By David F. Rooney
Change seems to be a never-ending process at Community Connections.
Over the past several months the social service agency has undergone personnel changes and has had to cope with tightened finances.
But those unwanted changes are forcing its dedicated and hard-working staff to be creative and to do more with less.
That determination was evident during last week’s Open House when members of the public were invited to drop in, meet the staff and discover more about Community Connections.
“It’s a bit of a learning curve,” said Diane Gadbois, Community Connections’ finance and administration director.
“My vision is that though we’re a non-profit we should be run as a business. With the funding cuts we’ve had to go through we have had to change the way we do a lot of things.”
Those funding cuts are important. In 2011, the agency had revenues of $2.972 million and expenses of $3.028 million. Last year its revenues dropped to $2.626 million and its expenses were cut to $2.674 million. That was a tough blow to an organization that already saw some of its major programs such as the Food Bank, Social Justice Advocacy program and the Summer Day Camp getting by with no core government support or funding.
“Change though is never ending and we have recently been faced with the need to make a further changes to our organization t reduce costs, including reducing the number of senior managers to ensure a balanced budget,” said Executive Director Craig Brown. “That means the remaining managers will have to take on even more work and responsibilities, but does ensure that we don’t need to cut direct services to our clients.”
He said Community Connections has always had funding issues and has worked with deficits in the past so it will just have to find ways to work with them now and into the future.
“We’ve had 175 new intakes since the beginning of the year,” he said. “That’s huge and we’re doing it with no increase in funding — not even a cost of living adjustment. Take a look at the Food Bank. We have the equivalent of two full classrooms of kids coming to the food bank. We’re feeding them without any government assistance of any kind. We’re an organization that is living on the edge in terms of dollars.”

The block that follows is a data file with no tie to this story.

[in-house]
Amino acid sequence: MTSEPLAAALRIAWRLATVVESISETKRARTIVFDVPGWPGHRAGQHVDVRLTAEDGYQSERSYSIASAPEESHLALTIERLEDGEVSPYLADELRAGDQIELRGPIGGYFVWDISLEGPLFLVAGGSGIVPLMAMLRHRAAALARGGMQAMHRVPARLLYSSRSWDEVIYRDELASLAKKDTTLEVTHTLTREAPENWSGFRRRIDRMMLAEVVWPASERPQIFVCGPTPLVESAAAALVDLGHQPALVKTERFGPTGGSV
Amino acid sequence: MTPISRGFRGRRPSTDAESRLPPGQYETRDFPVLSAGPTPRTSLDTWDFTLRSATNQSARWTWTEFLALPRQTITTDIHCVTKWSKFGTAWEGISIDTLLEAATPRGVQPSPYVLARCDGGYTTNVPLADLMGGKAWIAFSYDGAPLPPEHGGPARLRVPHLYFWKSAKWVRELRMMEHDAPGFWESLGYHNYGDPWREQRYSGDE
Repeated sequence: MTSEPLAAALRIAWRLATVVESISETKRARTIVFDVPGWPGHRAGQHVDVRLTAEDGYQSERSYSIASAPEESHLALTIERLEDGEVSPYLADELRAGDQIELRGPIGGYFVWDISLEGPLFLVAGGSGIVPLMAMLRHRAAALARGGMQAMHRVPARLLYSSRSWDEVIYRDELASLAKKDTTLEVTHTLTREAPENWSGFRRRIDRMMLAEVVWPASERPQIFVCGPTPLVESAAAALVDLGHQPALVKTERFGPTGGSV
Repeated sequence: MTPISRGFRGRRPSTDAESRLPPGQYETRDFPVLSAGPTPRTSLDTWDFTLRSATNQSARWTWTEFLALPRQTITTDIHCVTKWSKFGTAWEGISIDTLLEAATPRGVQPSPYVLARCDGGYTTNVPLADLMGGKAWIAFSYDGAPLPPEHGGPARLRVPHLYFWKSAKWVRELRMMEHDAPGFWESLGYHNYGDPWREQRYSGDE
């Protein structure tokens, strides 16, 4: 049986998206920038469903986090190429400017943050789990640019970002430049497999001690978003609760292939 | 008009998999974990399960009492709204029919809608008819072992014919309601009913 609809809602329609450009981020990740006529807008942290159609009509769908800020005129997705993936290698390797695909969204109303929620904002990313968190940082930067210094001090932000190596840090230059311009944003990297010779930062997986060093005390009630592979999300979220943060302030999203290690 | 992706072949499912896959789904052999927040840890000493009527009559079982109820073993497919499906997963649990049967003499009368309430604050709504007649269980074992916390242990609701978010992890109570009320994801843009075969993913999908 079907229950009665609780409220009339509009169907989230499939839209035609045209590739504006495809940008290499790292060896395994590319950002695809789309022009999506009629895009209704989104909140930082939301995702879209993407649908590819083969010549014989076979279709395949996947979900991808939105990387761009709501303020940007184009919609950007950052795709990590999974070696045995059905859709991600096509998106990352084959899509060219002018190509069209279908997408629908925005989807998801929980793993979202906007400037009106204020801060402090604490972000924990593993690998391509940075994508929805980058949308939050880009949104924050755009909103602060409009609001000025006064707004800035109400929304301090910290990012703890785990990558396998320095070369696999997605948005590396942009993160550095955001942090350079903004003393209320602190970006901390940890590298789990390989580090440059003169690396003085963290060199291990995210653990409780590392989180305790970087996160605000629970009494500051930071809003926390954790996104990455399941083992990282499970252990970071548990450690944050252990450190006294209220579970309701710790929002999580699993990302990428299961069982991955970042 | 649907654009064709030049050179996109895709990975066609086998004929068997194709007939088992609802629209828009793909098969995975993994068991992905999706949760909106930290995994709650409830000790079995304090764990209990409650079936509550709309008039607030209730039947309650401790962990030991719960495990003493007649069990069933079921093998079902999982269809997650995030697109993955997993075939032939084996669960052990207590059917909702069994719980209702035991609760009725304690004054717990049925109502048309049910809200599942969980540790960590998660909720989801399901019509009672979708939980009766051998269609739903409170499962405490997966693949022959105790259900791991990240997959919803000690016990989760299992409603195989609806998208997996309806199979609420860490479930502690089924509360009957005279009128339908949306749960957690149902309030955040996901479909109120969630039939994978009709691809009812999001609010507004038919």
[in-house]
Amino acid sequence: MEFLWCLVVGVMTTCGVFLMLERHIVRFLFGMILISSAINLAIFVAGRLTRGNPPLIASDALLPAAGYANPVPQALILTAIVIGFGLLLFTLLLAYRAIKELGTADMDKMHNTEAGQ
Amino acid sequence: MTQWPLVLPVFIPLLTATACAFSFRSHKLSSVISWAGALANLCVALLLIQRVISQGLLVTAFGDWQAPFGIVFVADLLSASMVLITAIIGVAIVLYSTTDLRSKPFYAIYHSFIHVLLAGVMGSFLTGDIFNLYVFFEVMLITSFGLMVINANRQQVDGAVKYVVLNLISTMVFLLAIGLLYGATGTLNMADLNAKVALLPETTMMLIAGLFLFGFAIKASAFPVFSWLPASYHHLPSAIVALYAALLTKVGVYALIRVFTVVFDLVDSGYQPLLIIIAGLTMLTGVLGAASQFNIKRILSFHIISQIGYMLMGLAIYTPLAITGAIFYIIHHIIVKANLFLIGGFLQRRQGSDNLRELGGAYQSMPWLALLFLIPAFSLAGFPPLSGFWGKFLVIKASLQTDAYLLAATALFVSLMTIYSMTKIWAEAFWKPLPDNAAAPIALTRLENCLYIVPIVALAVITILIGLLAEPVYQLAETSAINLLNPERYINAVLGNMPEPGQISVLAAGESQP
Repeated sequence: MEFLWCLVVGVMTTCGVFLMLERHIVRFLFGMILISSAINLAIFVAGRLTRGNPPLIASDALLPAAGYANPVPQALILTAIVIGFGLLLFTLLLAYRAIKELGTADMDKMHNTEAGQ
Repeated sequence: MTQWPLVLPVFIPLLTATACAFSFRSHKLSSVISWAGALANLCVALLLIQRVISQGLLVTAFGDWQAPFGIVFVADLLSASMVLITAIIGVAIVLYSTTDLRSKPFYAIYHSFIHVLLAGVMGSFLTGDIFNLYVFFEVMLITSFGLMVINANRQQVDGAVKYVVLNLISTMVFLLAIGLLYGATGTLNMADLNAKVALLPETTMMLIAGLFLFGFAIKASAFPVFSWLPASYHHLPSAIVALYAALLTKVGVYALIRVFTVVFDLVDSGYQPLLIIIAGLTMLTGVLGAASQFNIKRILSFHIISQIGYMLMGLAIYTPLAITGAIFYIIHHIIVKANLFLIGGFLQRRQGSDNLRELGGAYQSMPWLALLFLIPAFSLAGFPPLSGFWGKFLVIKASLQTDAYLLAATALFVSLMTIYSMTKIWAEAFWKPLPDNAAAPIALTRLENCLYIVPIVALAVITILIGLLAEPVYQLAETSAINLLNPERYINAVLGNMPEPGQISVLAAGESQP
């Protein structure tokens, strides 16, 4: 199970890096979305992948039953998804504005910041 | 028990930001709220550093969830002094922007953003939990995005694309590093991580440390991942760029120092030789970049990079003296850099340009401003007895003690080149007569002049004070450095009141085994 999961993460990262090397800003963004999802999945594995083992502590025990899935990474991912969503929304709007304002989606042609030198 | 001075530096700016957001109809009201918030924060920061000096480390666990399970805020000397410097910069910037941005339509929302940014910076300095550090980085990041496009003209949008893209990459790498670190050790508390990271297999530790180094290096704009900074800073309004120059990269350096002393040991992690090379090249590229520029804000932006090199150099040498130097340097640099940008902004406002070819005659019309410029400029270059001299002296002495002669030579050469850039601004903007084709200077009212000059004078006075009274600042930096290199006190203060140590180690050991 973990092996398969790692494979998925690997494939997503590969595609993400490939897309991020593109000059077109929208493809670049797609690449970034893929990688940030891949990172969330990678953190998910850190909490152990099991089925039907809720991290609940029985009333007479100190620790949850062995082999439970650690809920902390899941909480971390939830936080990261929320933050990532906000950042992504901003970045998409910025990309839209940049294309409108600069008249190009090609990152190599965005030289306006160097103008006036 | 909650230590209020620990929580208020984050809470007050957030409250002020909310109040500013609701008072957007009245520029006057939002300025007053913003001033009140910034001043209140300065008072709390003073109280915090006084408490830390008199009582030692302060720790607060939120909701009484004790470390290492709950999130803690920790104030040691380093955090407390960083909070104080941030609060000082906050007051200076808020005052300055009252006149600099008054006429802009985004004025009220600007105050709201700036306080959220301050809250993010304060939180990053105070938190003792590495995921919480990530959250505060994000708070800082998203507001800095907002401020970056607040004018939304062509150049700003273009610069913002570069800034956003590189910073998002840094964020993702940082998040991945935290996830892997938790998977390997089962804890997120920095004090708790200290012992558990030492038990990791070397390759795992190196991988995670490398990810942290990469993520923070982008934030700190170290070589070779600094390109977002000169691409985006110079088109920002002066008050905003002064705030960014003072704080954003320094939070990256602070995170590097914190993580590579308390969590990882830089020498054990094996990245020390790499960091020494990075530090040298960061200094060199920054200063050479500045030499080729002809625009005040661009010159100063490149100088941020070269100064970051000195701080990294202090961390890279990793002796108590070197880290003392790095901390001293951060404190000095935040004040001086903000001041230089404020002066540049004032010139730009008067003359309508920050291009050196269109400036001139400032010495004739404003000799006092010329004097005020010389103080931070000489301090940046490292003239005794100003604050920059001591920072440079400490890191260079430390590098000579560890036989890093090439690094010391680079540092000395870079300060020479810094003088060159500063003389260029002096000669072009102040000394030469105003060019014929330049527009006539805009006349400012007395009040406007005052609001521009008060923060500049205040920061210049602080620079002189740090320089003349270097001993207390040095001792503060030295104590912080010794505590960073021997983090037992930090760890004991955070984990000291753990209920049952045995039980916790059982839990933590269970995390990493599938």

That’s tough so you have to wonder about Community Connections’ success. It’s pretty simple, senior management beats the bushes for every spare dime they can find and its staff members are passionate about the services they offer their clients, many of whom are the most vulnerable residents in our city.
Take the agency’s Community Living Services for Children. “We work with autistic children and kids with disabilities,” says Andree Rioux.
She and co-workers Kaitlin Larson and Erin MacLachlan see about 30 kids between the ages of three and 18 on a regular basis.
“It’s relational,” Andree said. “Every child is different and as we work with them we build really long relationships with them and their families.”
It’s the same over in Counseling where Sheena Bell and Laura Kanik between 80 and 100 people a week for a wide variety of reasons. For instance, some of the people between the ages of 25 and 40 who come here for seasonal work would really like to find a niche for themselves in Revelstoke society yet have difficulty finding acceptance. That may seem unusual, given Revelstoke’s reputation as friendly and hospitable town but those of us who have moved here over the last 10 or 12 years may be able empathize. People can be superficially friendly but finding an accepted place in our society can take a long time to achieve.
And sometimes finding a place to call your own can be even more difficult.
“I never know what’s coming through the door,” said Melissa Jameson, the agency’s Housing Outreach coordinator.
She deals with 183 people who need stable housing in our community. Many of these people are young adults between the ages of 19 and 25.
“Some of them are unrealistic,” she said, “Even things as basic as getting them to make budgets and have realistic expectations can be challenging. It can be hard to get then look at what they can afford.”
Community Connections applies for a lot of grants and specific programs like the Food Bank rely heavily on private donations and help from the provincial and national Food Bank organizations while the Summer Day Camp program relies on help from service clubs and the City’s Grant-in-Aid program.
That’s not to say it all of its programs are not government supported. In fact Community Connections received $2 million from the province in 2012, down from $2.3 million in 2011 but the hundreds of thousands of other dollars it receives come from foundations, grants and other sources.
But when governments don’t like to talk about poverty and destitution in Canada how do you keep going when your organizations needs “are not on anybody’s radar?”